- “Informational” queries involve things like “review of gas grills,” or “top-rated grills.”
Most users are not interested in purchasing right away. They are interested, rather, in information that allows them to make an informed decision.
When your SERP provides information, it gains the user’s trust, and invites a click.
Regardless of whether the user inputs a transactional or informational query, they are likely looking for the same thing — information. (I am less concerned about navigational searches. These searches, which are almost exclusively branded, are not likely to return websites other than the brand for which the user searched.)
Here is an example of the SERP from a transactional query:
My annotations on the screenshot above point out the trust factors. However, the point is not those specific signals, but rather the type of results that a transactional query provided. The top results provide information.
Regardless of the nature of the query, Google favors informational content over product pages and/or sales websites.
The goal of content marketing is to deliver top-notch information. Thus, content marketing has greater potential to gain search traffic from users and buyers, regardless of whether their query is tilted transactionally or informationally.
Takeaway: Give users information, and make that claim directly in your SERP entry.
4. The entry must have authorship.
SERP entries with authorship are signals of the trustworthiness of that entry. I’ve made the point before that Google authorship is the trust badge of today’s content marketing environment.
Tom Rusling of iAcquire explained this authorship/trust correlation in an article on MarketingProfs:
Beyond Google Authorship’s eventuality to be a critical trust signal for algorithmic search, users recognize an immediate and important value that authorship brings to content. It often yields a rich snippet, which pulls microdata in the form of an author image, a byline, and a content blurb into the SERP.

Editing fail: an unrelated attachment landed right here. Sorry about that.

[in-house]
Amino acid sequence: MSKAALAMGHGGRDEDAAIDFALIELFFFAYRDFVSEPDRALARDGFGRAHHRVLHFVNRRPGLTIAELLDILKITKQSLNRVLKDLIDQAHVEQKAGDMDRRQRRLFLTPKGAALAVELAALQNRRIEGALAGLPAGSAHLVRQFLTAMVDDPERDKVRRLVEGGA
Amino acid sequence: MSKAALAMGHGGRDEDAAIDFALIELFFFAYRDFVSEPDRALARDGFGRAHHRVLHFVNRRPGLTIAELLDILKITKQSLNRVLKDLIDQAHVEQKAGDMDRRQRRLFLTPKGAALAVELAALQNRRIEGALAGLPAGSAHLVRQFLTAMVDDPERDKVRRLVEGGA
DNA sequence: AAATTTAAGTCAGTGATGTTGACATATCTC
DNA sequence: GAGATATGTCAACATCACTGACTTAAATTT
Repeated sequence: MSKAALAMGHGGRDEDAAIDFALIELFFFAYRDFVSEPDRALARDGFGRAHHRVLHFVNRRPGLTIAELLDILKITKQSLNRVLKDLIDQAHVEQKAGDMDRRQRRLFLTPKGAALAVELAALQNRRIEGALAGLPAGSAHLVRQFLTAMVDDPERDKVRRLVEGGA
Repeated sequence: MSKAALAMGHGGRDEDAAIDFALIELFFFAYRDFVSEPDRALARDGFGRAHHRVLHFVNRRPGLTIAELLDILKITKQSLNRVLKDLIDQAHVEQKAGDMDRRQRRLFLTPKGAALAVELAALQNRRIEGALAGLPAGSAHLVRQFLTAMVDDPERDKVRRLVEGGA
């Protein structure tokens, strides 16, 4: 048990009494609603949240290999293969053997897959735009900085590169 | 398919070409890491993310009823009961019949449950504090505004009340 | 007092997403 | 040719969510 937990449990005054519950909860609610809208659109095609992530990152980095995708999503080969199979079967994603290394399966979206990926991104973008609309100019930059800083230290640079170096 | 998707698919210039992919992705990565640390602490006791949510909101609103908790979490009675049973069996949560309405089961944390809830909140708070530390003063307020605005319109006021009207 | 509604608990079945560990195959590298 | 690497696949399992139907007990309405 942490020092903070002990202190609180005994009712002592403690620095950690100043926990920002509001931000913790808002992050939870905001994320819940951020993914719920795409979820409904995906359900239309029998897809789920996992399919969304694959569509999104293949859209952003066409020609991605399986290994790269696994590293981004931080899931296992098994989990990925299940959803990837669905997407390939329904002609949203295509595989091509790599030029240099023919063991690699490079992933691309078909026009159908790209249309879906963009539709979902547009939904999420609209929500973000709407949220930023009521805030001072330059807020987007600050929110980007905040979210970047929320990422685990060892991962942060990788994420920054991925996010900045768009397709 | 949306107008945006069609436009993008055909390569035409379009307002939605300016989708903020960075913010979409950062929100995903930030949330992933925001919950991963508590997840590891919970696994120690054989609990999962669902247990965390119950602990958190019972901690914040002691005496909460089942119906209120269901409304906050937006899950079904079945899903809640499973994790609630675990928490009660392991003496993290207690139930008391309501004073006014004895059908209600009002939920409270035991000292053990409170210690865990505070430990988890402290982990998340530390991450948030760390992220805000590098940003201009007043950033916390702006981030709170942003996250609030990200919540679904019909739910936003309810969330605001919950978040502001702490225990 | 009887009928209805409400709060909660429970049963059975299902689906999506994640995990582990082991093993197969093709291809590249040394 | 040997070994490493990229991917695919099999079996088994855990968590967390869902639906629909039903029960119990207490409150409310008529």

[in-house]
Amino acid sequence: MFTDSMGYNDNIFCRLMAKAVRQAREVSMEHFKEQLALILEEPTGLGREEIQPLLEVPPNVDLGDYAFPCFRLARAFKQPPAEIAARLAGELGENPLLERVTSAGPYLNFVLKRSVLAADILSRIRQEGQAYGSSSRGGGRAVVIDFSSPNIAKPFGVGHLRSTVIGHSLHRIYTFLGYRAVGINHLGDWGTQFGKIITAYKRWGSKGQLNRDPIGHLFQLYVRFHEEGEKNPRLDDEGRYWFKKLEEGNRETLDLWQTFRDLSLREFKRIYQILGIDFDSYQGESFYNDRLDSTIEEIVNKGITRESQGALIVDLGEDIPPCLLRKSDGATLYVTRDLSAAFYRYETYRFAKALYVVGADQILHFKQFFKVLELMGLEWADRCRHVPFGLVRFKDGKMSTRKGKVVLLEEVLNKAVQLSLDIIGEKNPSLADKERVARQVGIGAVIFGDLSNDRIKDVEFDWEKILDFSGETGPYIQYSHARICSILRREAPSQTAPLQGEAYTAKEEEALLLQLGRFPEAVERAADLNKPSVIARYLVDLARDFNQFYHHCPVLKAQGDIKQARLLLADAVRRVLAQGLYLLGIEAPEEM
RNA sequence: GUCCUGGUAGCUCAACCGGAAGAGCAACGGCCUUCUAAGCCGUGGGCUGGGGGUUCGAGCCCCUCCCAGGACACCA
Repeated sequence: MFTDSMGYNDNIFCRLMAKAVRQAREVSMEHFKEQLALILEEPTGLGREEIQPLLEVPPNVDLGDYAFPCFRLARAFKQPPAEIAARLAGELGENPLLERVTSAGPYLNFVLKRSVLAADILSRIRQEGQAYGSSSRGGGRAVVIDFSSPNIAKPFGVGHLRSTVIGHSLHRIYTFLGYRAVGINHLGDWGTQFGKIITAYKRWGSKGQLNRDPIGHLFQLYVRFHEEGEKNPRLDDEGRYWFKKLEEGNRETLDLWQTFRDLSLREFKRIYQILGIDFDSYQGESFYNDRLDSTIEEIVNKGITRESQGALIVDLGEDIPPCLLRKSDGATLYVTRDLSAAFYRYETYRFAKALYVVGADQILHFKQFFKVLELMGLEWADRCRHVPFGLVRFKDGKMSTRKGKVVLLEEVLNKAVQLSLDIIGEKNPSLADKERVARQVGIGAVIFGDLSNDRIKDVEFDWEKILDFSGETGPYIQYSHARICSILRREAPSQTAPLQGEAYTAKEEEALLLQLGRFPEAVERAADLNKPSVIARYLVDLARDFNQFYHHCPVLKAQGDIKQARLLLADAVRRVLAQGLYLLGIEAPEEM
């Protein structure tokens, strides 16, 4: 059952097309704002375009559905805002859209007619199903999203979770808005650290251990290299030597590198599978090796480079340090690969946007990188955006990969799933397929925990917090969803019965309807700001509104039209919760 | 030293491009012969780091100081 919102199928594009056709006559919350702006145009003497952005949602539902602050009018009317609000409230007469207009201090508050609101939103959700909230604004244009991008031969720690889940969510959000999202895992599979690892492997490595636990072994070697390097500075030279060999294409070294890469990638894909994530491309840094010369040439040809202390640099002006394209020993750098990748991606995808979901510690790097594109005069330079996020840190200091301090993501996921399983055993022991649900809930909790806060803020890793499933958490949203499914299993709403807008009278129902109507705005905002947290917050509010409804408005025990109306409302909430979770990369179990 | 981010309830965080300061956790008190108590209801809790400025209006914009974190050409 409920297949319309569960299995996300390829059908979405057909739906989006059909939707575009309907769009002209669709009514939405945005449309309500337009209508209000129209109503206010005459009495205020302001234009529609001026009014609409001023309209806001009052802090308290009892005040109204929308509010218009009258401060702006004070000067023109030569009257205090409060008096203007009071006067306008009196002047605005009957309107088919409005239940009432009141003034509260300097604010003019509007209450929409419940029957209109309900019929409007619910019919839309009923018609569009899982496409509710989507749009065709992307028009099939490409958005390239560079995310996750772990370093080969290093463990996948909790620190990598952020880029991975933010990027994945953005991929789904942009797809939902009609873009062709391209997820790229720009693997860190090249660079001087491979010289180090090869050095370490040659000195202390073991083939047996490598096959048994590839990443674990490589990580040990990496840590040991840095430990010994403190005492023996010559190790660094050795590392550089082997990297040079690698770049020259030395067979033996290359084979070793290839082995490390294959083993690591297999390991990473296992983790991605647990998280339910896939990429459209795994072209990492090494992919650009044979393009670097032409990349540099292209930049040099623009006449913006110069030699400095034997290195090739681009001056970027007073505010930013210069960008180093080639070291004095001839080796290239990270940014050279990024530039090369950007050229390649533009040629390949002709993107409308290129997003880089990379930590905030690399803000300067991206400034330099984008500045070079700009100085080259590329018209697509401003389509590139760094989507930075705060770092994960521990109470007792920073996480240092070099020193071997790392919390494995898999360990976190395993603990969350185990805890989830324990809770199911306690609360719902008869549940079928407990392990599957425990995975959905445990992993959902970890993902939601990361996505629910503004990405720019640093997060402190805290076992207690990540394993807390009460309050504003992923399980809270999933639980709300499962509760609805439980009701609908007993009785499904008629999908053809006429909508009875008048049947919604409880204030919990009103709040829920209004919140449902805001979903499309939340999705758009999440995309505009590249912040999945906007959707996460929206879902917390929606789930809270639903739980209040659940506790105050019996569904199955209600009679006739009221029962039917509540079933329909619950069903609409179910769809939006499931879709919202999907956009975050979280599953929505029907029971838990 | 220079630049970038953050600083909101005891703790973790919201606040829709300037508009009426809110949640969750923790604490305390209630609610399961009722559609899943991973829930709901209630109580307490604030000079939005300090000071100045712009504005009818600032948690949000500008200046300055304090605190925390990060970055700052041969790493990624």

The point of his article is that Google authorship is a trust signal to Google and the user. When a SERP displays an author, a byline, a circle count, and a photo, it provides a huge uptick in user trust.
Authorship markup has higher CTRs. Even if you aren’t in the number one position, you might have higher CTRs than the number one position as long as the number one entry lacks authorship.
The search below for “top gas grills 2014” provides one authorship result above the fold. This entry gives the searcher something to trust in.
Takeaway: If you haven’t done it yet, implement Google authorship and enhance your Google+ profile.
5. Write a page title that answer’s the user’s questions.
When a user is searching Google, he or she has questions that need answering.
Your page title should answer that question. The page title is what the user sees first when he or she looks at a SERP. Titles have a differentiated color and larger font face, inviting the user’s attention. The point of your page title is not only to create SEO value, but also to provide user value.
Underlying every search query are three unstated questions that the user wants answered.
- Subject: What is this page about?
- Relevancy: Why is this page relevant?
- Need: How will this page help me?
If you answer these questions, you will gain the user’s trust and click. Here’s how it works.
- Subject: What is this page about? The most important feature of a page title is the page’s subject matter. Using as few characters as possible, write the subject of the page.
- Relevancy: Why is this page relevant? Create a title that contains the keywords that the user is targeting. They should see instantly that the page deals with the topic that they are searching for. A user will trust a page that has high perceived relevancy.
- Need: How will this page help me? The searcher has an unstated need that he or she wants to meet. Incorporate into your title words that suggest that the page will help meet that need. These may or may not be keywords, but they will help the user understand the value of the page.